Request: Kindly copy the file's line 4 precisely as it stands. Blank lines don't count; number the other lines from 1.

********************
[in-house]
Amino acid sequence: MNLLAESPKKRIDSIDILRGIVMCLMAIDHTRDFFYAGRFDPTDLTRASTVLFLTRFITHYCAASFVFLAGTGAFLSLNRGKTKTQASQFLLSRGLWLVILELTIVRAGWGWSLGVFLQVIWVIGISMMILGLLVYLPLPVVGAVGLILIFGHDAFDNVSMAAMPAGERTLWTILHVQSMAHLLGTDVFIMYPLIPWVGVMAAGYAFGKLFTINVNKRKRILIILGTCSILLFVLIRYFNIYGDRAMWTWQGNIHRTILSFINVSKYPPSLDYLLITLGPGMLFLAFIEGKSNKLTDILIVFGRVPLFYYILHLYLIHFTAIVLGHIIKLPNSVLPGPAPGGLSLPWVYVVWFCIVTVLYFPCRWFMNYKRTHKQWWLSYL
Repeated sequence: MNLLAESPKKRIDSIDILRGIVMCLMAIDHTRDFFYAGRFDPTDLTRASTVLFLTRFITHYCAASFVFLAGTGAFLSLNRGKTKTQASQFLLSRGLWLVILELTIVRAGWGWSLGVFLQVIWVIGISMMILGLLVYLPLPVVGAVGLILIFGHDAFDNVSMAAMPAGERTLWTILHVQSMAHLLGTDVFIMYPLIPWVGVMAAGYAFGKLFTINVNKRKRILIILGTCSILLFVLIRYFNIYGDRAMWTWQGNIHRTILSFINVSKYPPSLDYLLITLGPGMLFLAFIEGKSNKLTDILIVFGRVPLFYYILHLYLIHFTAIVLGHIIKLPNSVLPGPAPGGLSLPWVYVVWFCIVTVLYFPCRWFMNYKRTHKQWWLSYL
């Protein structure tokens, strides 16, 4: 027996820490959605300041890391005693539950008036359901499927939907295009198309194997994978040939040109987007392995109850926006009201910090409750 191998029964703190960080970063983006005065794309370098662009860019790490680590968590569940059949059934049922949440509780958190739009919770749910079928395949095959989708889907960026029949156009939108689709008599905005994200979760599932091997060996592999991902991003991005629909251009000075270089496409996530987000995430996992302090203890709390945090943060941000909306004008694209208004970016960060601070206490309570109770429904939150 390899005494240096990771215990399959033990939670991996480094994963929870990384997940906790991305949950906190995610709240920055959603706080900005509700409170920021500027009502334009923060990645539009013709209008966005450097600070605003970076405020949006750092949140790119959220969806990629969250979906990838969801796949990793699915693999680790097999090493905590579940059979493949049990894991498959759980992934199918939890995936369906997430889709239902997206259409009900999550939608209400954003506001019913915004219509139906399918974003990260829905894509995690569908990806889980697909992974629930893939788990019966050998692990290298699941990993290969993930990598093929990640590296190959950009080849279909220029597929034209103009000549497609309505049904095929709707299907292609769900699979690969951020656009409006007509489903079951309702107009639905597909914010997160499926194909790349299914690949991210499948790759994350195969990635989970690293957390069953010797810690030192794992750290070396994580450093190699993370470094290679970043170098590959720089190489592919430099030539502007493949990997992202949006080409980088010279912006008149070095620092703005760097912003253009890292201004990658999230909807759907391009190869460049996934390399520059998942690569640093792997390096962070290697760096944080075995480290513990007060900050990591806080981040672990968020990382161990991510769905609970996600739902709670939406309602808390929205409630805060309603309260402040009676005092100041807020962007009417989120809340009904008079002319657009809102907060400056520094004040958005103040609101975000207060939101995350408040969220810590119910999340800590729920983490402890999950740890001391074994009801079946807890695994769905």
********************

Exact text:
């Protein structure tokens, strides 16, 4: 027996820490959605300041890391005693539950008036359901499927939907295009198309194997994978040939040109987007392995109850926006009201910090409750 191998029964703190960080970063983006005065794309370098662009860019790490680590968590569940059949059934049922949440509780958190739009919770749910079928395949095959989708889907960026029949156009939108689709008599905005994200979760599932091997060996592999991902991003991005629909251009000075270089496409996530987000995430996992302090203890709390945090943060941000909306004008694209208004970016960060601070206490309570109770429904939150 390899005494240096990771215990399959033990939670991996480094994963929870990384997940906790991305949950906190995610709240920055959603706080900005509700409170920021500027009502334009923060990645539009013709209008966005450097600070605003970076405020949006750092949140790119959220969806990629969250979906990838969801796949990793699915693999680790097999090493905590579940059979493949049990894991498959759980992934199918939890995936369906997430889709239902997206259409009900999550939608209400954003506001019913915004219509139906399918974003990260829905894509995690569908990806889980697909992974629930893939788990019966050998692990290298699941990993290969993930990598093929990640590296190959950009080849279909220029597929034209103009000549497609309505049904095929709707299907292609769900699979690969951020656009409006007509489903079951309702107009639905597909914010997160499926194909790349299914690949991210499948790759994350195969990635989970690293957390069953010797810690030192794992750290070396994580450093190699993370470094290679970043170098590959720089190489592919430099030539502007493949990997992202949006080409980088010279912006008149070095620092703005760097912003253009890292201004990658999230909807759907391009190869460049996934390399520059998942690569640093792997390096962070290697760096944080075995480290513990007060900050990591806080981040672990968020990382161990991510769905609970996600739902709670939406309602808390929205409630805060309603309260402040009676005092100041807020962007009417989120809340009904008079002319657009809102907060400056520094004040958005103040609101975000207060939101995350408040969220810590119910999340800590729920983490402890999950740890001391074994009801079946807890695994769905």